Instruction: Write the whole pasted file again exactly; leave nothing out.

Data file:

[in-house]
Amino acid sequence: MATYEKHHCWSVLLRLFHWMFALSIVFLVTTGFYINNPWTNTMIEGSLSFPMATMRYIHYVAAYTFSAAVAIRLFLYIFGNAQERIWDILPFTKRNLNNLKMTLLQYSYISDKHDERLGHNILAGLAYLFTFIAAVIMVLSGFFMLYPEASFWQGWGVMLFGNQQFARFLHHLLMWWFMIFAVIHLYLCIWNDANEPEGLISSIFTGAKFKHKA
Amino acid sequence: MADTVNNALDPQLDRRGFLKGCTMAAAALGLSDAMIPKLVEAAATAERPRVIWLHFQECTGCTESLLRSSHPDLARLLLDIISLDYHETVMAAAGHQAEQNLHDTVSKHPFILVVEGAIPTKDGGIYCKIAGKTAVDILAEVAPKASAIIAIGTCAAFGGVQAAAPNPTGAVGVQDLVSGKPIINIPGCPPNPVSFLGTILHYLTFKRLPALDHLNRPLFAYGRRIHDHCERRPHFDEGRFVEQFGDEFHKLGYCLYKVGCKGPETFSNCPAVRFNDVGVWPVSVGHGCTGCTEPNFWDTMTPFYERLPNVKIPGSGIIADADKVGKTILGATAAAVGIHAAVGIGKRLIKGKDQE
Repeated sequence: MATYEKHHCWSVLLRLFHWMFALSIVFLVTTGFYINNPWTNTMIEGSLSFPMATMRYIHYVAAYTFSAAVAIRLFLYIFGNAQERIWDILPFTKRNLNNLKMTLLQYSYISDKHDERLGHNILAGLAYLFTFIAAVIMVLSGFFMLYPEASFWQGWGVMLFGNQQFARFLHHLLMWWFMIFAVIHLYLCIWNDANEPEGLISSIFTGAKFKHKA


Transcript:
[in-house]
Amino acid sequence: MATYEKHHCWSVLLRLFHWMFALSIVFLVTTGFYINNPWTNTMIEGSLSFPMATMRYIHYVAAYTFSAAVAIRLFLYIFGNAQERIWDILPFTKRNLNNLKMTLLQYSYISDKHDERLGHNILAGLAYLFTFIAAVIMVLSGFFMLYPEASFWQGWGVMLFGNQQFARFLHHLLMWWFMIFAVIHLYLCIWNDANEPEGLISSIFTGAKFKHKA
Amino acid sequence: MADTVNNALDPQLDRRGFLKGCTMAAAALGLSDAMIPKLVEAAATAERPRVIWLHFQECTGCTESLLRSSHPDLARLLLDIISLDYHETVMAAAGHQAEQNLHDTVSKHPFILVVEGAIPTKDGGIYCKIAGKTAVDILAEVAPKASAIIAIGTCAAFGGVQAAAPNPTGAVGVQDLVSGKPIINIPGCPPNPVSFLGTILHYLTFKRLPALDHLNRPLFAYGRRIHDHCERRPHFDEGRFVEQFGDEFHKLGYCLYKVGCKGPETFSNCPAVRFNDVGVWPVSVGHGCTGCTEPNFWDTMTPFYERLPNVKIPGSGIIADADKVGKTILGATAAAVGIHAAVGIGKRLIKGKDQE
Repeated sequence: MATYEKHHCWSVLLRLFHWMFALSIVFLVTTGFYINNPWTNTMIEGSLSFPMATMRYIHYVAAYTFSAAVAIRLFLYIFGNAQERIWDILPFTKRNLNNLKMTLLQYSYISDKHDERLGHNILAGLAYLFTFIAAVIMVLSGFFMLYPEASFWQGWGVMLFGNQQFARFLHHLLMWWFMIFAVIHLYLCIWNDANEPEGLISSIFTGAKFKHKA